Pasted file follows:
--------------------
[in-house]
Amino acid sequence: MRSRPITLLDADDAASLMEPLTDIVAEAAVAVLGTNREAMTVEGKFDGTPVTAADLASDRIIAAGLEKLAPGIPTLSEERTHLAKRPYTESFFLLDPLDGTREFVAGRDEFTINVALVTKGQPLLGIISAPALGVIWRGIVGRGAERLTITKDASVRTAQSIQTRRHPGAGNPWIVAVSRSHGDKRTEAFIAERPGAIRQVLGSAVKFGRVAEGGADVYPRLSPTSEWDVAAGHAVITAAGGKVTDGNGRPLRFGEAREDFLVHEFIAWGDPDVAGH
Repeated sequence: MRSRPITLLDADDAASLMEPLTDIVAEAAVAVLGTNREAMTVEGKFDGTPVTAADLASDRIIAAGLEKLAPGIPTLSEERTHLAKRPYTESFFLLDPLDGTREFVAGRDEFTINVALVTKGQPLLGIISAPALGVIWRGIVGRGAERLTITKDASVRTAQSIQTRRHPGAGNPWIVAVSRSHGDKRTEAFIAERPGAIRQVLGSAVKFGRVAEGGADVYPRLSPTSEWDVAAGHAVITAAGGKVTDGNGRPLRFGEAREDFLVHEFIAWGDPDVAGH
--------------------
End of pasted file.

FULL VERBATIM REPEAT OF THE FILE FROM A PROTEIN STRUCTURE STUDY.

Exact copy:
[in-house]
Amino acid sequence: MRSRPITLLDADDAASLMEPLTDIVAEAAVAVLGTNREAMTVEGKFDGTPVTAADLASDRIIAAGLEKLAPGIPTLSEERTHLAKRPYTESFFLLDPLDGTREFVAGRDEFTINVALVTKGQPLLGIISAPALGVIWRGIVGRGAERLTITKDASVRTAQSIQTRRHPGAGNPWIVAVSRSHGDKRTEAFIAERPGAIRQVLGSAVKFGRVAEGGADVYPRLSPTSEWDVAAGHAVITAAGGKVTDGNGRPLRFGEAREDFLVHEFIAWGDPDVAGH
Repeated sequence: MRSRPITLLDADDAASLMEPLTDIVAEAAVAVLGTNREAMTVEGKFDGTPVTAADLASDRIIAAGLEKLAPGIPTLSEERTHLAKRPYTESFFLLDPLDGTREFVAGRDEFTINVALVTKGQPLLGIISAPALGVIWRGIVGRGAERLTITKDASVRTAQSIQTRRHPGAGNPWIVAVSRSHGDKRTEAFIAERPGAIRQVLGSAVKFGRVAEGGADVYPRLSPTSEWDVAAGHAVITAAGGKVTDGNGRPLRFGEAREDFLVHEFIAWGDPDVAGH